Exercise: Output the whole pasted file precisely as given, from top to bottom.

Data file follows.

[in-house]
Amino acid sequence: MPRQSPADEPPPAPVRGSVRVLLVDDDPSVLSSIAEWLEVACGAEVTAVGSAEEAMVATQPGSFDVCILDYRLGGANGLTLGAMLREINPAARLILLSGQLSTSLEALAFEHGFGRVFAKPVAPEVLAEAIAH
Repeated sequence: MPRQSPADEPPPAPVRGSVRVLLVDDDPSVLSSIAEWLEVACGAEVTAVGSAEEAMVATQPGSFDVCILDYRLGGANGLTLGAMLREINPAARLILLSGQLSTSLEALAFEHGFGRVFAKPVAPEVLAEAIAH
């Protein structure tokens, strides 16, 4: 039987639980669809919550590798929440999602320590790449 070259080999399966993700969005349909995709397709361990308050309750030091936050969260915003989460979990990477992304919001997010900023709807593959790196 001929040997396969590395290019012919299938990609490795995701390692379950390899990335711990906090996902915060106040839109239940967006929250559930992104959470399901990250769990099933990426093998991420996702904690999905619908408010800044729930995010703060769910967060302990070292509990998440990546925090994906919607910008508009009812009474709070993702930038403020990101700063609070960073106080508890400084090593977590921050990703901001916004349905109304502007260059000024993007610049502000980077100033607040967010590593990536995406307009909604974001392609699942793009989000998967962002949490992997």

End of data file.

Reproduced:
[in-house]
Amino acid sequence: MPRQSPADEPPPAPVRGSVRVLLVDDDPSVLSSIAEWLEVACGAEVTAVGSAEEAMVATQPGSFDVCILDYRLGGANGLTLGAMLREINPAARLILLSGQLSTSLEALAFEHGFGRVFAKPVAPEVLAEAIAH
Repeated sequence: MPRQSPADEPPPAPVRGSVRVLLVDDDPSVLSSIAEWLEVACGAEVTAVGSAEEAMVATQPGSFDVCILDYRLGGANGLTLGAMLREINPAARLILLSGQLSTSLEALAFEHGFGRVFAKPVAPEVLAEAIAH
């Protein structure tokens, strides 16, 4: 039987639980669809919550590798929440999602320590790449 070259080999399966993700969005349909995709397709361990308050309750030091936050969260915003989460979990990477992304919001997010900023709807593959790196 001929040997396969590395290019012919299938990609490795995701390692379950390899990335711990906090996902915060106040839109239940967006929250559930992104959470399901990250769990099933990426093998991420996702904690999905619908408010800044729930995010703060769910967060302990070292509990998440990546925090994906919607910008508009009812009474709070993702930038403020990101700063609070960073106080508890400084090593977590921050990703901001916004349905109304502007260059000024993007610049502000980077100033607040967010590593990536995406307009909604974001392609699942793009989000998967962002949490992997």